“There are two reasons we write modern hymns.  First, it is to help teach the faith.  What we sing affects how we think, how we feel and ultimately how we live, so it’s so important that we sing the whole scope of truth the Bible has given us.  The second reason is to try and create a more timeless musical style that every generation can sing, a style that relates to the past and the future.”

The 100+ “modern hymns” they have written are a real gift to the church today.  These are the types of songs the church will likely be singing until the Lord returns.  Their music provides that rare combination of well-crafted lyrics and simplicity of melody that gives them their enduring quality.  Some of the songs we have sung include:  “In Christ Alone,” “How Deep the Father’s Love for Us,” “Speak, O Lord,” “See What a Morning,” “Father, We Have Sinned,” and “Let the Earth Resound.”

Their website has CDs, songbooks, and down-loadable sheet music available for purchase.  Their latest CD, “In Christ Alone,” has been recently made available in many Christian bookstores in the U.S.

Indelible Grace Music.  This is the worship ministry that grew out of Reformed University Fellowship (RUF), a college ministry connected to the PCA.  Their main emphasis is on writing contemporary melodies to old hymns.

“Our hope is to help the church recover the tradition of putting old hymns to new music for each generation, and to enrich our worship with a huge view of God and His indelible grace . . . We want to be a voice calling our generation back to something rich and solid and beyond the fluff and the trendy.  We want to remind God’s people that thinking and worship are not mutually exclusive, and that not everything worth knowing happened in the last three years.  We want to invite the Church to appreciate her heritage without idolizing it.  We want to open up a world of passion and truth and make it more than just an archaic curiosity for the religiously sentimental.”

Songs we use include modern versions of:  “Sovereign Grace O’er Sin Abounding,” “A Debtor to Mercy Alone,” “Whate’re My God Ordains Is Right,” “From the Depths of Woe,” “Jesus, I, My Cross Have Taken,”  “Come Ye Sinners,” and “I Sing the Mighty Power of God.”

Their website has some great articles on worship as well as their free downloadable hymnbook.  They also have CDs available for purchase.

Other Resources:

cyberhymnal.organ extensive online database of hymns.  It is searchable by title, tune, topic, composer, or meter.  The audio samples are quite annoying, but there is no comparable “one-stop-shopping” place for hymns out there.  We have found a number of great texts here that we have written updated tunes for.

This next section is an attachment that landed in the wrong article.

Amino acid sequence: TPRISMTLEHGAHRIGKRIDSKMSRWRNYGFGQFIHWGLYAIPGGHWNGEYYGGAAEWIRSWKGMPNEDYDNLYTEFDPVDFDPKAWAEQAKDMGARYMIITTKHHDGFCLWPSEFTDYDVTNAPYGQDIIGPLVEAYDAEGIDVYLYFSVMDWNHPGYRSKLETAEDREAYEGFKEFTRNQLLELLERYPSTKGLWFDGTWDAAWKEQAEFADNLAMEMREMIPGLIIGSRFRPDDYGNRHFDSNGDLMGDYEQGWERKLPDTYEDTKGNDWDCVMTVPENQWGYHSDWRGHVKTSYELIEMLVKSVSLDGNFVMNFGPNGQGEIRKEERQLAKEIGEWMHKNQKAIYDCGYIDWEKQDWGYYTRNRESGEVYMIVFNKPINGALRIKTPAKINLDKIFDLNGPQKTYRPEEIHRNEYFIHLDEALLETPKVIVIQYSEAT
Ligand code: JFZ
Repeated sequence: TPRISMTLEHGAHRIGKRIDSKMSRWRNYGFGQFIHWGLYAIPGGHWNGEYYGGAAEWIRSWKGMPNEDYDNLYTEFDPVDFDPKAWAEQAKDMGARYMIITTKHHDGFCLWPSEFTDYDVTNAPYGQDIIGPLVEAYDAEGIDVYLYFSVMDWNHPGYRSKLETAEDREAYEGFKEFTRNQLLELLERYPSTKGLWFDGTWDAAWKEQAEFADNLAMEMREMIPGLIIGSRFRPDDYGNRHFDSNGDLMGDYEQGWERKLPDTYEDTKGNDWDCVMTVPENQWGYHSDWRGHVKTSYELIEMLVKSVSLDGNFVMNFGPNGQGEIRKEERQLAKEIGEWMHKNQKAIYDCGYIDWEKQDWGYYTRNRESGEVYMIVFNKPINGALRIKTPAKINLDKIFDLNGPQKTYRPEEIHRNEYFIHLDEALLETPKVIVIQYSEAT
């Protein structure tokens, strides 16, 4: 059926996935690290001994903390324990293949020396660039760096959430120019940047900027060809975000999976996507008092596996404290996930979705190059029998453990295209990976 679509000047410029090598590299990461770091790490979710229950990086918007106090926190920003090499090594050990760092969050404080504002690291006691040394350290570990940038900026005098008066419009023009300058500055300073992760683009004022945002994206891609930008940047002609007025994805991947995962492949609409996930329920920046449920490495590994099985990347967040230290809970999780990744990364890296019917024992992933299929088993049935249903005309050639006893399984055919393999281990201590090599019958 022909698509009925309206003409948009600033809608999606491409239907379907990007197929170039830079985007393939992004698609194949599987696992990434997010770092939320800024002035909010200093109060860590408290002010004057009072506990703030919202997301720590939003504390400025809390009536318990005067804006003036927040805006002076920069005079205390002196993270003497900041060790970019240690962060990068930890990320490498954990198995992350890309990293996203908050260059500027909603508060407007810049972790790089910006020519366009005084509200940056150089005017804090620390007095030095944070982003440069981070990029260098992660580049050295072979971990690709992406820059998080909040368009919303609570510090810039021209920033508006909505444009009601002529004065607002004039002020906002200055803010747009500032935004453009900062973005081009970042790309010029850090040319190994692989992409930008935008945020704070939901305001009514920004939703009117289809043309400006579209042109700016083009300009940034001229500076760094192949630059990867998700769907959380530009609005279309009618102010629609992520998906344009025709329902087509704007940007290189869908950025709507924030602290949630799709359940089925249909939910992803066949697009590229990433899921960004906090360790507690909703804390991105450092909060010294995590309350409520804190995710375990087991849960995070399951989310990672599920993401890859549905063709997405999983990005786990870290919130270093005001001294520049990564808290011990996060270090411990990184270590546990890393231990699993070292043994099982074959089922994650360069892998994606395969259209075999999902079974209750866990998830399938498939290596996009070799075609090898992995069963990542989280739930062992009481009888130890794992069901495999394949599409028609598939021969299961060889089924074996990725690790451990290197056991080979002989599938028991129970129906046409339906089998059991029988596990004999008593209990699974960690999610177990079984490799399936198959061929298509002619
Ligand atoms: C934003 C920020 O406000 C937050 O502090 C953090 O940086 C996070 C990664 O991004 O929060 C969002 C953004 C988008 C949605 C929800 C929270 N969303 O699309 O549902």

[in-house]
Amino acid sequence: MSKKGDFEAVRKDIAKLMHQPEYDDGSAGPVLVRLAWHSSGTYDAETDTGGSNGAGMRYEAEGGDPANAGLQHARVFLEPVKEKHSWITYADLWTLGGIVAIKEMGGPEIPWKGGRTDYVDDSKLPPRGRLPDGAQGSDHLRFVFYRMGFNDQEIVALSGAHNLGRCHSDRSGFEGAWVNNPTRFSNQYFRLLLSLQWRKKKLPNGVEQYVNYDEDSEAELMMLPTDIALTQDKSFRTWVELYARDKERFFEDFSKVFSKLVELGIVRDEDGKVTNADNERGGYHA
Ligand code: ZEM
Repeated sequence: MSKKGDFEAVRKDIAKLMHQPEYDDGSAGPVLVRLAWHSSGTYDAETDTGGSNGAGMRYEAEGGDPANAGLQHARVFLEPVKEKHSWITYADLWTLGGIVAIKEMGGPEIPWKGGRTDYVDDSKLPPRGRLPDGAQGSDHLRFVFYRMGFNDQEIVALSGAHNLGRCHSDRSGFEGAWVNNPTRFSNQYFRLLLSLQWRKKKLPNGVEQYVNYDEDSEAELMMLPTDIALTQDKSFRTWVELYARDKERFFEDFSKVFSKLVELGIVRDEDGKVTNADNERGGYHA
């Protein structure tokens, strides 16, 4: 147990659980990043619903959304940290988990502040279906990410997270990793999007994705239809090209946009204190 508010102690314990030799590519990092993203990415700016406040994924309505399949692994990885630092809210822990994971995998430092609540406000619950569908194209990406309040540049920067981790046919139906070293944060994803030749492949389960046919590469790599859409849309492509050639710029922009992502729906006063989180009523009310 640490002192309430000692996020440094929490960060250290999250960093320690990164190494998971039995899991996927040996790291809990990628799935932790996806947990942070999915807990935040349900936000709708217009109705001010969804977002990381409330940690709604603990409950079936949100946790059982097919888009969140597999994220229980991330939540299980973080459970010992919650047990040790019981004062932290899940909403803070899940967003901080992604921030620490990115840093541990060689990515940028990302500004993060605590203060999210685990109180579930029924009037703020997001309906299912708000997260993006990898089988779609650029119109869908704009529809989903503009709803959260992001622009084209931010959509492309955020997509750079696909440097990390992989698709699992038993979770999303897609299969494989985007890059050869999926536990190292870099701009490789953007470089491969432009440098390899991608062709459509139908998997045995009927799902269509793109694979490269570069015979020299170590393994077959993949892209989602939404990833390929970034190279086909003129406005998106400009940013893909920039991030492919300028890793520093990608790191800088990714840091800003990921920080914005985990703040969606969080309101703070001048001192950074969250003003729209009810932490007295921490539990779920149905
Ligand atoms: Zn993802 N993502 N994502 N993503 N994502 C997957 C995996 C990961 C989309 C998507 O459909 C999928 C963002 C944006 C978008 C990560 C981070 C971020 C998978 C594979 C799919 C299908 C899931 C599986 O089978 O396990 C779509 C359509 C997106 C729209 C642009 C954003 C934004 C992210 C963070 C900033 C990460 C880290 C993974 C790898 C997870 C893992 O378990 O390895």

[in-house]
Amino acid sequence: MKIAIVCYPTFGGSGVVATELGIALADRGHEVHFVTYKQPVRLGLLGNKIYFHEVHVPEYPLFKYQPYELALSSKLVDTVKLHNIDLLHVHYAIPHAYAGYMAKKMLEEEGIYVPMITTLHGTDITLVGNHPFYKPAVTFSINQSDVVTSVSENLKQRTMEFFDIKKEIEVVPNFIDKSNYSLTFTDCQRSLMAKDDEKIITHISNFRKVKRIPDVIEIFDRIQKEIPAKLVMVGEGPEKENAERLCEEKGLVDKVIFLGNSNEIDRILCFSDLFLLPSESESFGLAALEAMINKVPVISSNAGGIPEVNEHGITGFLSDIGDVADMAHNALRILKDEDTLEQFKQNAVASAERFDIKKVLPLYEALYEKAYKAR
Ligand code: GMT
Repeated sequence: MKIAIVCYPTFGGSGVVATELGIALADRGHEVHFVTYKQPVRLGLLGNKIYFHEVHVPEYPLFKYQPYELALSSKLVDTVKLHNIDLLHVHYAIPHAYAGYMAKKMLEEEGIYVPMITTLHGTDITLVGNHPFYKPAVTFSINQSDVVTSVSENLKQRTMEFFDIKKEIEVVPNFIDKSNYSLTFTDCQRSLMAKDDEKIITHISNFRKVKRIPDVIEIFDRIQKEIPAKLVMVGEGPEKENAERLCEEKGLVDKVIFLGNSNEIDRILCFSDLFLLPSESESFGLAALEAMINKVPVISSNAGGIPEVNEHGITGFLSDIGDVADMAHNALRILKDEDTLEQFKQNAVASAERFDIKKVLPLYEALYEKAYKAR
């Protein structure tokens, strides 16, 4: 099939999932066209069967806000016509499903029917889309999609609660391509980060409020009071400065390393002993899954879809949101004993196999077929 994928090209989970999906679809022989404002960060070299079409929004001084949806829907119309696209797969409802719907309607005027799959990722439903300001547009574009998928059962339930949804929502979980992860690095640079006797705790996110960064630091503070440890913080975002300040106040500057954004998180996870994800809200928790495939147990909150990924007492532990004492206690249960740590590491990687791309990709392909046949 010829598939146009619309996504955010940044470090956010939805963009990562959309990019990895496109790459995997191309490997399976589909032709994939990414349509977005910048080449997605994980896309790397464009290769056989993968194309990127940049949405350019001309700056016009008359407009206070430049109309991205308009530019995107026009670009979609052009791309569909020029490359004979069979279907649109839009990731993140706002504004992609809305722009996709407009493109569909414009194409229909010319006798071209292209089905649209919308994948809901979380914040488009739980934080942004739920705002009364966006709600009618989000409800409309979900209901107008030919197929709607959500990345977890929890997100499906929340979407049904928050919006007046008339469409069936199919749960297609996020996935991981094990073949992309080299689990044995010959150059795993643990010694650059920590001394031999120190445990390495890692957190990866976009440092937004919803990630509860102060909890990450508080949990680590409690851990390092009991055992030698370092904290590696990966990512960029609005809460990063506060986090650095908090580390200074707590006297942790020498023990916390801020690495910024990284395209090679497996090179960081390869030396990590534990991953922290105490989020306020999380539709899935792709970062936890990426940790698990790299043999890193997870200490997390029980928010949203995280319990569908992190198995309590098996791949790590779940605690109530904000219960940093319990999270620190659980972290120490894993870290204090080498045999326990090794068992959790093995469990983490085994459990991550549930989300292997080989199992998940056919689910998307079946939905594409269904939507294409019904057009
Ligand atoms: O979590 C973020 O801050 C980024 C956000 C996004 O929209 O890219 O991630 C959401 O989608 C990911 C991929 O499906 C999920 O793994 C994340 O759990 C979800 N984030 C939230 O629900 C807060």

grassrootsmusic.comhelpful online store to find new and indie artists.  They have many mp3 samples available to hear new groups.

worshipmatters.comBob Kauflin’s weblog on worship.  Great resource for insight and discussion on worship-related issues.

songselect.coma resource from CCLI for churches and worship leaders.  You can search the massive database of registered songs, hear samples, see lyrics, and get chord sheets and lead sheets in the key of your choosing.  This site is comprehensive, and therefore a mixed bag.  Some songs that pop up in searches are ridiculously flawed theologically.  But I have found a number of great tunes here as well.

Grace Hymns topically arranged hymnal of older, biblically-rich texts.  There are no musical scores provided for the hymns, only the meters.  We generally just use a more familiar tune with the same meter or write our own melody for the unknown texts.

Worship Leader Magazine/Song Discoveryvaluable resource to know what is going on in worship leading and song-writing.  Sort of the “Christianity Today” or worship leading.  You won’t agree with too much of what you read, but you at least know what trends are out there.  The Song Discovery CDs contain new worship songs from a variety of sources.  Most don’t fit well within my criteria, but there are those occasional gems on there that pleasantly surprise me.

I certainly don’t limit my song-searching to these resources, they have just proven to be the most consistent suppliers of good congregational worship music.  If you have any other good resources for worship leading I would be very interested to hear of them.

*UPDATE – Reformed Praise is another great modern hymn-writing group.  I became familiar with this ministry a few years ago while the founder, David Ward, was a student at SBTS.  They have since overhauled the website and have made their music more easily accesible.  I had kind of forgotten about Reformed Praise and lost it from my favorites menu when my computer crashed last year.  So thanks for the reminder, Stomps

Posted in Reviews, Worship | 2 Comments